At an early stage in the development of his communication theory, Habermas recognised the inherent problematic of communicative actions that do not offer the possibility of their own (dialectical) transformation. While his system/lifeworld paradigm could adequately describe the instrumental logic behind the progressive development of administrative bureaucratisation and the economic forces driving the conflict(s) between the system and the lifeworld,[9] communicative actions, wrongly used, could have, as his intellectual mentor Walter Benjamin himself understood, wholly undesirable consequences.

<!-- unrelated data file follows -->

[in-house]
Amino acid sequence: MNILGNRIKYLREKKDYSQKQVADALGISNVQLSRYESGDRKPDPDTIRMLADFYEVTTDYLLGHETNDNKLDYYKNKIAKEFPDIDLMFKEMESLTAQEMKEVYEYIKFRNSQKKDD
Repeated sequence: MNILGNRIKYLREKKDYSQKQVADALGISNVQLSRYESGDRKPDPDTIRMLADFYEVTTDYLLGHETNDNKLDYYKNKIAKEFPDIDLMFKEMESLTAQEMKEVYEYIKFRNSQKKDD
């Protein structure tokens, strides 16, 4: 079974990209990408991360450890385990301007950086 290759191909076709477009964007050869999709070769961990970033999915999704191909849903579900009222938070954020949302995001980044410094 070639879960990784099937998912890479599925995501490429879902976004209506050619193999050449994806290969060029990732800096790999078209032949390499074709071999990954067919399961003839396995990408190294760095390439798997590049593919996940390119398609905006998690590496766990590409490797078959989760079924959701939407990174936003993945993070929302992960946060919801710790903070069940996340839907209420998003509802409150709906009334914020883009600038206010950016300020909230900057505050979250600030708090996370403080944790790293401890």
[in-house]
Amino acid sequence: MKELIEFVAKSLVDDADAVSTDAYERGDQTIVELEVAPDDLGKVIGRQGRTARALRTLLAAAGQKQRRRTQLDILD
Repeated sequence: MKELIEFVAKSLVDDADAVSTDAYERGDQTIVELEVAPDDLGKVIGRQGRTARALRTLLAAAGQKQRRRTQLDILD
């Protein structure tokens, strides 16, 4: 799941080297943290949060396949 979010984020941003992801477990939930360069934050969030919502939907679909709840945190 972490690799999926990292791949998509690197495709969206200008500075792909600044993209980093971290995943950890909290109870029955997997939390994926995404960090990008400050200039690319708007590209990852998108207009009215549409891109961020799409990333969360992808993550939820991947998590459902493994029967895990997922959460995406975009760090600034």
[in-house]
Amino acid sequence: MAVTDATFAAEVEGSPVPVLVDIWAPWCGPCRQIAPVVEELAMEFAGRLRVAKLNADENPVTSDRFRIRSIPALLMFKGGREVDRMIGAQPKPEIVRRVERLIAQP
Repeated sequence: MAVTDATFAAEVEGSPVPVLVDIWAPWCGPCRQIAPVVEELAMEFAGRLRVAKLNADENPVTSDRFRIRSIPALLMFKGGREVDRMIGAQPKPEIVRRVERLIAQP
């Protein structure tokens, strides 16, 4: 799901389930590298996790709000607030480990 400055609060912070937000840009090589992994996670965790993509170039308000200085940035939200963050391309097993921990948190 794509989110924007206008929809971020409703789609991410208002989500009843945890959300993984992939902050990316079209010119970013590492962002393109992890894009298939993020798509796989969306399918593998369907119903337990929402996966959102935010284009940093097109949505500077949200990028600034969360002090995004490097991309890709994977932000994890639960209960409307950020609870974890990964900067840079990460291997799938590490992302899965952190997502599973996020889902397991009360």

With his Frankfurt School mentors, Habermas does recognise a important place for art as a critical mediating agent in the decolonising process; however, how art could, or should mediate is less clear. "The issue now", he writes in 1983 "is how to overcome the isolation of science, morals and art and their respective expert cultures" (1983,90:19), and return them to the pubic sphere. By the early 1980's it seemed as if Habermas was beginning to heed Marx's injunction in his Theses on Feuerbach. And by this time he had fully articulated the restrictions wrought upon life world activities by the hegemony of expert cultures and their rarefied exclusive esoteric languages. However Habermas' own work as a philosopher still remained somewhat distanced from that very life world which he so wished to protect.